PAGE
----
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Tripling Nuclear Energy Capacity in the United States: The Impact of Converting Coal Power Plants to Nuclear

June 25, 2024 by Chandler West & Maria Lucas

The United States made a significant commitment during COP28 (The 2023 United Nations Climate Change Conference or Conference of the Parties of the UNFCCC) late last year by endorsing the declaration to triple its nuclear energy capacity by 2050. This ambitious goal aligns with the U.S. Department of Energy's (DOE) projections for reaching net-zero emissions in the next 26 years.

A key strategy to achieve this goal involves converting existing coal power plants to advanced nuclear plants. The DOE has identified 315 coal power plant sites as suitable for such conversions, including 125 recently retired plants. This approach could significantly cut construction costs, address job security for the current energy workforce, and advance environmental justice.

Economic and Environmental Benefits of Conversion

Financing new nuclear plants is a major hurdle due to high construction costs, with the United States leading the pack in expense, followed by Britain, Slovakia, and others. However, repurposing coal plants for nuclear energy can reduce these costs by up to 35%. Additionally, this conversion could secure jobs for the existing workforce and reduce greenhouse gas emissions dramatically.

The DOE utilized IMPLAN to study the regional economic impact and environmental benefits of these conversions. The findings are promising: "Job growth could increase by over 650 new, permanent jobs, leading to nearly $270 million in new economic activity, and GHG emissions in a community could fall by as much as 86%."

Workforce and Economic Impact

Nuclear power generation offers higher wages and job growth compared to the fossil fuel industry. On average, occupations in the nuclear sector earn 30% more than those in fossil fuels. Moreover, for every $1 million invested, nuclear energy supports approximately six jobs, compared to five in fossil fuels. The nuclear industry directly employed over 40,000 jobs in 2022 and supported another 200,000+ jobs, supporting roughly a $58 billion contribution to the US GDP.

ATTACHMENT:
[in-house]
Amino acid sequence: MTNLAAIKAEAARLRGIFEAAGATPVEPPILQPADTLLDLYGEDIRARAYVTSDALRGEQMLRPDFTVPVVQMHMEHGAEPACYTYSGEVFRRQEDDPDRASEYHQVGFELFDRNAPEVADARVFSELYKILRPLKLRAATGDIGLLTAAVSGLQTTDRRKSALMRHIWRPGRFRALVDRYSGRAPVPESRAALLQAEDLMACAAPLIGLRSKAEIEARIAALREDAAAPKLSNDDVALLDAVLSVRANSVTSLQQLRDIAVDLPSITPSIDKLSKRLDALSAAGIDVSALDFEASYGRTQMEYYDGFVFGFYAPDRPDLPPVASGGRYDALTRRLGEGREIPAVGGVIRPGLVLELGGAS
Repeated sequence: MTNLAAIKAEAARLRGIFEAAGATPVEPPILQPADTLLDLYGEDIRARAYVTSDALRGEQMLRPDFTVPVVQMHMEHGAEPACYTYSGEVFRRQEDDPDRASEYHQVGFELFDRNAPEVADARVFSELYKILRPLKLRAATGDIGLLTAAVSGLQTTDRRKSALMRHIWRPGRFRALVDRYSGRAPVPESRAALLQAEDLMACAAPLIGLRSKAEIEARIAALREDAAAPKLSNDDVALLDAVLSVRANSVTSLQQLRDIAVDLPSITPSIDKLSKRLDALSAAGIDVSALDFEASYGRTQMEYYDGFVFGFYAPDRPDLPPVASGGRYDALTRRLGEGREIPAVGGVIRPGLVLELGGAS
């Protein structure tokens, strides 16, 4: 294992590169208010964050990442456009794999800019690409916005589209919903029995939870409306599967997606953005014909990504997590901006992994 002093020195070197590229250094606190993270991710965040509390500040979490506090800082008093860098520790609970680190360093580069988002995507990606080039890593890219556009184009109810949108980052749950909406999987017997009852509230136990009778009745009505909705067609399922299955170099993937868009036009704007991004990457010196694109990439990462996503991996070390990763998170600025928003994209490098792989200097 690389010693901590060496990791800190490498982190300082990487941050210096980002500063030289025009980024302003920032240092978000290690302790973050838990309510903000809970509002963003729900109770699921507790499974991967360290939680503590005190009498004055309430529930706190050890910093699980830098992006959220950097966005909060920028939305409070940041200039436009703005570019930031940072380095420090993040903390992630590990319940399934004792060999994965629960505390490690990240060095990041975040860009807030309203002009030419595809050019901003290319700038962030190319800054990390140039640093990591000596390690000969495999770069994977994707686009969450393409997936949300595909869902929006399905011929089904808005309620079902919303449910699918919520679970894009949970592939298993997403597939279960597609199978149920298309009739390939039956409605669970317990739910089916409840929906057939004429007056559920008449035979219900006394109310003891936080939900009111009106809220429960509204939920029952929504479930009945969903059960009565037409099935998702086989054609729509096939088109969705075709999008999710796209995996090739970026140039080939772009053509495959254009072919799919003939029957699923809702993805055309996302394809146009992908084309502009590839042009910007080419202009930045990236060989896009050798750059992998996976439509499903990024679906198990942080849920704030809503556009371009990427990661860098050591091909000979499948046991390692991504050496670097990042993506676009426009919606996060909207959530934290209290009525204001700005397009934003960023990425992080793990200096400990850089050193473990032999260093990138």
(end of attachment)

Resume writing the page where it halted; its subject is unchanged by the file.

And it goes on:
Top 5 Occupations in Nuclear (by Percentage of Wage & Salary Employment):

1. Nuclear Power Reactor Operators (12%)
2. Nuclear Engineers (11%)
3. Security Guards (9%)
4. Nuclear Technicians (9%)
5. First-Line Supervisors of Production and Operating Workers (5%)

In contrast, the fossil fuel industry does not employ the top four occupations found in the nuclear industry, highlighting a skills gap. The top occupations in the fossil fuel industry focus more on electrical and mechanical roles, which constitute a significant portion of the industry's workforce.

Top 5 Occupations in Fossil Fuels (by Percentage of Wage & Salary Employment):

1. Power Plant Operators (17%)
2. Electrical Power-Line Installers and Repairers (9%)
3. Electrical and Electronics Repairers, Powerhouse, Substation, and Relay (6%)
4. Electrical Engineers (5%)
5. First-Line Supervisors of Mechanics, Installers, and Repairers (4%)

Addressing the Skills Gap

Transitioning from fossil fuels to nuclear energy will require targeted training programs, especially for occupations with little overlap. For example, electricians and electrical engineers from the fossil fuel sector may need additional training to meet the specialized demands of the nuclear industry. Fortunately, similar educational requirements between the two sectors can facilitate this workforce transition.

Considerations and Challenges

While the benefits are clear, several challenges remain. The rising cost of uranium, a crucial fuel for nuclear reactors, poses a significant concern. The U.S. has only 1% of the world’s uranium resources, much of which is located near or on tribal lands where mining is often opposed.

Converting coal power plants to nuclear power is a viable path to tripling the United States’ nuclear capacity by 2050. This strategy promises economic growth, job creation, and significant environmental benefits. By addressing the financial and workforce challenges, the United States can lead in nuclear energy expansion, supporting global efforts to combat climate change and achieve a sustainable energy future.

To learn more about how you can use IMPLAN to understand the impacts of major changes like the conversion of coal power plants to nuclear, schedule a demo today!

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Topics: Economics, Environmental, Energy, Impact


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